Online analysis of europium and gadolinium species complexed or uncomplexed with humic acid by capillary electrophoresis�inductively coupled plasma mass spectrometry

Kautenburger, Ralf; Nowotka, Karsten; Beck, Horst Philipp
March 2006
Analytical & Bioanalytical Chemistry;Mar2006, Vol. 384 Issue 6, p1416
Academic Journal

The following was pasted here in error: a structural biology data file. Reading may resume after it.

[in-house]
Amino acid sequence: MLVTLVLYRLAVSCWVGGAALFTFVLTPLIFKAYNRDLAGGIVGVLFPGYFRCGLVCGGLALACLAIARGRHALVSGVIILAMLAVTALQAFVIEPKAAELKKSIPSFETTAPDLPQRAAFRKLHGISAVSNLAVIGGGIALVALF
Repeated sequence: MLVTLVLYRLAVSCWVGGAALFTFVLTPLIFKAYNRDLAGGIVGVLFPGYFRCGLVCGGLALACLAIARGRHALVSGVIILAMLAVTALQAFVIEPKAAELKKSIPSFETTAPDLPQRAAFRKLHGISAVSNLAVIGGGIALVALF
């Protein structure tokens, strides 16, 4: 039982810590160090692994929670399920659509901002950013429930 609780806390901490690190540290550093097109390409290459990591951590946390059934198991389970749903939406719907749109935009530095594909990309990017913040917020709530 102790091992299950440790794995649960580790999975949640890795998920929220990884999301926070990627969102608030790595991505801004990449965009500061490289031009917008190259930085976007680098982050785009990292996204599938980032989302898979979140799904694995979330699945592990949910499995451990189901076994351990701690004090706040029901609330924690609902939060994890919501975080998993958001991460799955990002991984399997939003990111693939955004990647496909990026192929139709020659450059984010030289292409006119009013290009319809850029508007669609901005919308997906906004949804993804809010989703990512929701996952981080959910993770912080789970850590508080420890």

Detailed information on the geochemical behavior of radioactive and toxic metal ions under environmental conditions (in geological matrices and aquifer systems) is needed in order to assess the long-term safety of waste repositories. This includes knowledge of the mechanisms of relevant geochemical reactions, as well as associated thermodynamic and kinetic data. Several previous studies have shown that humic acid can play an important role in the immobilization or mobilization of metal ions due to complexation and colloid formation. In our project we investigate the complexation behavior of (purified Aldrich) humic acid and its influence on the migration of the lanthanides europium and gadolinium (homologs of the actinides americium and curium) in the ternary system consisting of these heavy metals, humic acid and kaolinite (KGa-1b) under almost natural conditions. Capillary electrophoresis (CE, Beckman Coulter P/ACE MDQ), with its excellent separation performance, was hyphenated with a homemade interface to inductively coupled plasma mass spectrometry (ICP�MS, VG Elemental PlasmaQuad 3) giving a system that is highly sensitive to the rare-earth element species of europium and gadolinium with humic acid. The humic acid used was also halogenated with iodine, which acted as an ICP�MS marker. To couple CE to ICP�MS, a fused silica CE capillary was flexibly fitted into a MicroMist 50 �l nebulizer with a Cinnabar cyclonic spray chamber in the external homemade interface. The chamber was chilled to a temperature of 4 �C to optimize the sensitivity. 200 ppb of cesium were added to the CE separation buffer so that the capillary flow could be observed. A make-up fluid including 4 ppb Ho as an internal standard was combined with the flow from the capillary within the interface in order to get a fluid throughput high enough to maintain continuous nebulization. Very low detection limits were achieved: 125 ppt for 153Eu and 250 ppt for 158Gd. Using this optimized CE�ICP�MS coupling system it was possible to quantify metal concentrations from the detection limit up to approximately 1 ppm (the linear range). This set-up was used to separate metal/humic acid-species in a 100 mM acetic acid/10 mM acetate buffer system. Using humic acid as the complexing ligand, uncomplexed metal ion species could be separated from metal�humate complexes on a time-resolved scale. [Figure not available: see fulltext.]


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